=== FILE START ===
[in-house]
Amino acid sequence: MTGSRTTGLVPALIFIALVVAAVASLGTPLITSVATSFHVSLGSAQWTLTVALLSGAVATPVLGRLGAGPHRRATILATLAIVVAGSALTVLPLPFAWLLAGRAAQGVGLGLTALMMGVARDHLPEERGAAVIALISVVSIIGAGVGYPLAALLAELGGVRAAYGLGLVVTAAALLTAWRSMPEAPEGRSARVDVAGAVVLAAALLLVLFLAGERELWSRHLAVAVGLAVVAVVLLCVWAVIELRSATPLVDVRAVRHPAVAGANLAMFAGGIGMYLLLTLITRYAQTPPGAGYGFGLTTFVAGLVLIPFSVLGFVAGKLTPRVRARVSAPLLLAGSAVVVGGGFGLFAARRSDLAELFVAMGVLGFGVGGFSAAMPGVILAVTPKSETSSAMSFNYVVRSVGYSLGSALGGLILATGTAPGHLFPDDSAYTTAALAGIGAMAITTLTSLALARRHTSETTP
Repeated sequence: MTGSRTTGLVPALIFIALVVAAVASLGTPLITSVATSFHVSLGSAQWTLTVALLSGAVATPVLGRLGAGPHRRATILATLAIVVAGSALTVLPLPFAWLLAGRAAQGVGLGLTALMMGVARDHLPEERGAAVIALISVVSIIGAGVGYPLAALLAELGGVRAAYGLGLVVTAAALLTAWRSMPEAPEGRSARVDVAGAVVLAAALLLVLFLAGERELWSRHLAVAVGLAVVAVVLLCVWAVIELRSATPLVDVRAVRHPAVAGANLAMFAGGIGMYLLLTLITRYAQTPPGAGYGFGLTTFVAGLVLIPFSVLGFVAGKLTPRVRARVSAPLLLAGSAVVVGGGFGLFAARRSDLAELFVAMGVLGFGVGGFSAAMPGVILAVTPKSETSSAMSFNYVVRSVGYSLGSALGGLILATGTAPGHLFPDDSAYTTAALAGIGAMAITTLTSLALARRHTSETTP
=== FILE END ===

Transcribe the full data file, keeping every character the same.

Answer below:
[in-house]
Amino acid sequence: MTGSRTTGLVPALIFIALVVAAVASLGTPLITSVATSFHVSLGSAQWTLTVALLSGAVATPVLGRLGAGPHRRATILATLAIVVAGSALTVLPLPFAWLLAGRAAQGVGLGLTALMMGVARDHLPEERGAAVIALISVVSIIGAGVGYPLAALLAELGGVRAAYGLGLVVTAAALLTAWRSMPEAPEGRSARVDVAGAVVLAAALLLVLFLAGERELWSRHLAVAVGLAVVAVVLLCVWAVIELRSATPLVDVRAVRHPAVAGANLAMFAGGIGMYLLLTLITRYAQTPPGAGYGFGLTTFVAGLVLIPFSVLGFVAGKLTPRVRARVSAPLLLAGSAVVVGGGFGLFAARRSDLAELFVAMGVLGFGVGGFSAAMPGVILAVTPKSETSSAMSFNYVVRSVGYSLGSALGGLILATGTAPGHLFPDDSAYTTAALAGIGAMAITTLTSLALARRHTSETTP
Repeated sequence: MTGSRTTGLVPALIFIALVVAAVASLGTPLITSVATSFHVSLGSAQWTLTVALLSGAVATPVLGRLGAGPHRRATILATLAIVVAGSALTVLPLPFAWLLAGRAAQGVGLGLTALMMGVARDHLPEERGAAVIALISVVSIIGAGVGYPLAALLAELGGVRAAYGLGLVVTAAALLTAWRSMPEAPEGRSARVDVAGAVVLAAALLLVLFLAGERELWSRHLAVAVGLAVVAVVLLCVWAVIELRSATPLVDVRAVRHPAVAGANLAMFAGGIGMYLLLTLITRYAQTPPGAGYGFGLTTFVAGLVLIPFSVLGFVAGKLTPRVRARVSAPLLLAGSAVVVGGGFGLFAARRSDLAELFVAMGVLGFGVGGFSAAMPGVILAVTPKSETSSAMSFNYVVRSVGYSLGSALGGLILATGTAPGHLFPDDSAYTTAALAGIGAMAITTLTSLALARRHTSETTP